UK to investigate the impact of solar winds on Earth’s magnetosphere

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Chris Skidmore, science minister for the UK, has announced £7m (US$9m) of funding for a new mission to study how solar wind interacts with the Earth’s magnetosphere, potentially impacting satellites, power grids and communication networks. Part of the funding for the Solar Wind Magnetosphere Ionosphere Link Explorer (SMILE) mission will be used to develop a soft x-ray imager (SXI) instrument, a project which is being led by the University of Leicester, with scientific mission leadership at UCL Mullard Space Science Laboratory, and support from the Open University, ahead of the launch in 2023. The UK science minister also announced the UK’s agreement with partners including the European Space Agency (ESA) in a second mission, called Planetary Transits and Oscillations of stars (PLATO), which will search for Earth-like planets orbiting alien stars. The UK Space Agency has invested £25m (US$33m) in the PLATO mission, which is being scientifically led by the University of Warwick. “Space weather – such as solar wind – is a potential threat to our communications systems here on Earth so this research examining how the wind interacts with our planet’s electromagnetic system is important,” said Skidmore. “Meanwhile, work to discover Earth-like planets around other stars may eventually lead to us answering the question of whether extra-terrestrial life exists.” Professor Paul Monks, pro-vice-chancellor and head of the College of Science and Engineering at the University of Leicester, said, “SXI will be the first instrument to provide true global imaging of the solar wind exchange process within the magnetosphere, the results of which will have meaningful implications for safeguarding our environment on Earth.” A recent ESA study estimated that the potential socio-economic impact in Europe from a single, extreme space weather event could reach €15bn (US$17bn). Much of this disruption could be avoided through accurate forecasting. Professor Graziella Branduardi-Raymont, SMILE mission co-principal investigator at UCL Mullard Space Science Laboratory, said, “Space weather remains one of the biggest risks facing humanity and SMILE will make a fundamental contribution in furthering our scientific understanding to help mitigate its impact.”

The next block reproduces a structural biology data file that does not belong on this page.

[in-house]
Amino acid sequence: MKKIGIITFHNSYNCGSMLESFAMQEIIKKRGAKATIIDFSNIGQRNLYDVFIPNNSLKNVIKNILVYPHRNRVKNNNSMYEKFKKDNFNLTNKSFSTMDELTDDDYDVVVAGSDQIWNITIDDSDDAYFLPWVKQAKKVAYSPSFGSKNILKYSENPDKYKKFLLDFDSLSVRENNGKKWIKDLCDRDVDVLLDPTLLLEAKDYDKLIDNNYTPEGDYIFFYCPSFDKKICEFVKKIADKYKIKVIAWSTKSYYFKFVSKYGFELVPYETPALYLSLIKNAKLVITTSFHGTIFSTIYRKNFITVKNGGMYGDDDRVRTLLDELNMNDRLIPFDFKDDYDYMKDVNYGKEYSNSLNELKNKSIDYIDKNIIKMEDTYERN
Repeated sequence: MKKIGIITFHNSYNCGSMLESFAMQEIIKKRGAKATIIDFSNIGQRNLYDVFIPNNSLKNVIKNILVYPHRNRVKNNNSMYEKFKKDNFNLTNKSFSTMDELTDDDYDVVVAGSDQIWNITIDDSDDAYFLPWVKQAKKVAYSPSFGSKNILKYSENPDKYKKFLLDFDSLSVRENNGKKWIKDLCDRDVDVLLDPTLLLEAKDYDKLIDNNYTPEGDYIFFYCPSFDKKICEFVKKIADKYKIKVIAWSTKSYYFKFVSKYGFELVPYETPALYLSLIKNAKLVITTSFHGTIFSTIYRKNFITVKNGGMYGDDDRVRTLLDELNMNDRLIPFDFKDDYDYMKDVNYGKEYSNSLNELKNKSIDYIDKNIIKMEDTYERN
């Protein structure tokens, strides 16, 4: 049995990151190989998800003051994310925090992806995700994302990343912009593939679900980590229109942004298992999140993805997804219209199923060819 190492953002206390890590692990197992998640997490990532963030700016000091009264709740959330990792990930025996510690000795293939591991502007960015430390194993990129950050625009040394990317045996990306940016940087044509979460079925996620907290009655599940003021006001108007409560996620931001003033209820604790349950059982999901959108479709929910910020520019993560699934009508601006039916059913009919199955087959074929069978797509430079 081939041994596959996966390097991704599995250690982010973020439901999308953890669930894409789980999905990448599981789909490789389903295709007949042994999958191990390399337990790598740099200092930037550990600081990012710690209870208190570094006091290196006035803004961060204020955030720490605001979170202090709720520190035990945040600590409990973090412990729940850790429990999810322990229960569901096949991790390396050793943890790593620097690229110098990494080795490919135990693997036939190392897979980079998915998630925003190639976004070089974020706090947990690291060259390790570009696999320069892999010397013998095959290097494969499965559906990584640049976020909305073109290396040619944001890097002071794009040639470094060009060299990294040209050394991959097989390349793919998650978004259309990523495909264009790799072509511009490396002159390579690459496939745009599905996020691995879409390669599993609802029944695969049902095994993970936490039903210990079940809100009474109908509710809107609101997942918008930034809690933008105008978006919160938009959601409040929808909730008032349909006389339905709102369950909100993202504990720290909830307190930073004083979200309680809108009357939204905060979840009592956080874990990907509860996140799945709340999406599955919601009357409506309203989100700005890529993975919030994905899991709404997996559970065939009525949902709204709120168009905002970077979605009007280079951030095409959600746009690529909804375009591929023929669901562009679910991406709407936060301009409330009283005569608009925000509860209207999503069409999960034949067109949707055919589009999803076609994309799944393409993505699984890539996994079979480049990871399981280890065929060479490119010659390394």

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Helen has worked for UKi Media & Events for more than a decade. She joined the company as assistant editor on Passenger Terminal World and has since progressed to become editor of five publications, covering everything from aviation, logistics and automotive to meteorology. She has a love for travel and property and has redeveloped three houses in three years. When she’s not editing magazines, she’s running around after her two boys and their partner in crime, Pete the pug.

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